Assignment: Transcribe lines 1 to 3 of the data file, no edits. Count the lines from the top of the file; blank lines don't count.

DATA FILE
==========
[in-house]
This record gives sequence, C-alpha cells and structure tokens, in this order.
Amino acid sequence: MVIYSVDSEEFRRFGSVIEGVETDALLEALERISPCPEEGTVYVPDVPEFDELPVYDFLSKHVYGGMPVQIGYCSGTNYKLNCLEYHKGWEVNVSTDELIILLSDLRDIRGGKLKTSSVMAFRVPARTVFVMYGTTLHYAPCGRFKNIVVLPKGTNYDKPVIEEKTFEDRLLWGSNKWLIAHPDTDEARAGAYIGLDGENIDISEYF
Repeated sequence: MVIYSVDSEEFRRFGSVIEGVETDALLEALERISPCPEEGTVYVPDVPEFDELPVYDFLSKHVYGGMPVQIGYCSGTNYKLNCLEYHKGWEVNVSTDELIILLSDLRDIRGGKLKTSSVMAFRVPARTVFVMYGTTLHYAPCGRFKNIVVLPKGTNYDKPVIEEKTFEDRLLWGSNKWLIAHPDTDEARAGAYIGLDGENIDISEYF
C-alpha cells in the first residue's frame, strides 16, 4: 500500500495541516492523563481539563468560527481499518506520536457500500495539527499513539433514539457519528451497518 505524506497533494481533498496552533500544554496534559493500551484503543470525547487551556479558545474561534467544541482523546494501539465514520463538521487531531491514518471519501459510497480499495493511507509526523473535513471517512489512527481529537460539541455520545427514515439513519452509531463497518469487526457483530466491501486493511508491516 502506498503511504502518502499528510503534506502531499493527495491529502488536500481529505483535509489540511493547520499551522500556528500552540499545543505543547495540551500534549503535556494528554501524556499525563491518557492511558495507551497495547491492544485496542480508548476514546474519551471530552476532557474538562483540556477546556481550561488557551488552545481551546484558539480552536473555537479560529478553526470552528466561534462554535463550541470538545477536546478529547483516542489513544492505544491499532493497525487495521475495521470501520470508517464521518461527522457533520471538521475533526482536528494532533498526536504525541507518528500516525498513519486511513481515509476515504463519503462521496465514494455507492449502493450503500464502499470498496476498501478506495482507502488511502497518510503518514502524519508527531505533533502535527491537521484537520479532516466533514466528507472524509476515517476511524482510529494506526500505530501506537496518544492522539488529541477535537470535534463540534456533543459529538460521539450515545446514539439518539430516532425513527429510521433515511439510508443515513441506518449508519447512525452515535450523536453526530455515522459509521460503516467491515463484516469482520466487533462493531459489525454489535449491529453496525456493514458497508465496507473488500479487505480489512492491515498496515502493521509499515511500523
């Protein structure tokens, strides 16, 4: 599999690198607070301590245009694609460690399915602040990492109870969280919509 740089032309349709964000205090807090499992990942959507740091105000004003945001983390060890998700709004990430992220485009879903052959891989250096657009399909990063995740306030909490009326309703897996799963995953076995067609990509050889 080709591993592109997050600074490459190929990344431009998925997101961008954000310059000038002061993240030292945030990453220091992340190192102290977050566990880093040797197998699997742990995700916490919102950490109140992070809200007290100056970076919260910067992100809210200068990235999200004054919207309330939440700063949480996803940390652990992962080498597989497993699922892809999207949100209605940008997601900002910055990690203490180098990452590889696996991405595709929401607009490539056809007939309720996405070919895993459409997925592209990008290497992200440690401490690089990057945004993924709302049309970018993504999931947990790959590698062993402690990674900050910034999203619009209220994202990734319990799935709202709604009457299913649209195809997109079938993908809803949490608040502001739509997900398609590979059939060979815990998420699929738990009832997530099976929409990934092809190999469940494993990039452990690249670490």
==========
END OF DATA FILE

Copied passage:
[in-house]
This record gives sequence, C-alpha cells and structure tokens, in this order.
Amino acid sequence: MVIYSVDSEEFRRFGSVIEGVETDALLEALERISPCPEEGTVYVPDVPEFDELPVYDFLSKHVYGGMPVQIGYCSGTNYKLNCLEYHKGWEVNVSTDELIILLSDLRDIRGGKLKTSSVMAFRVPARTVFVMYGTTLHYAPCGRFKNIVVLPKGTNYDKPVIEEKTFEDRLLWGSNKWLIAHPDTDEARAGAYIGLDGENIDISEYF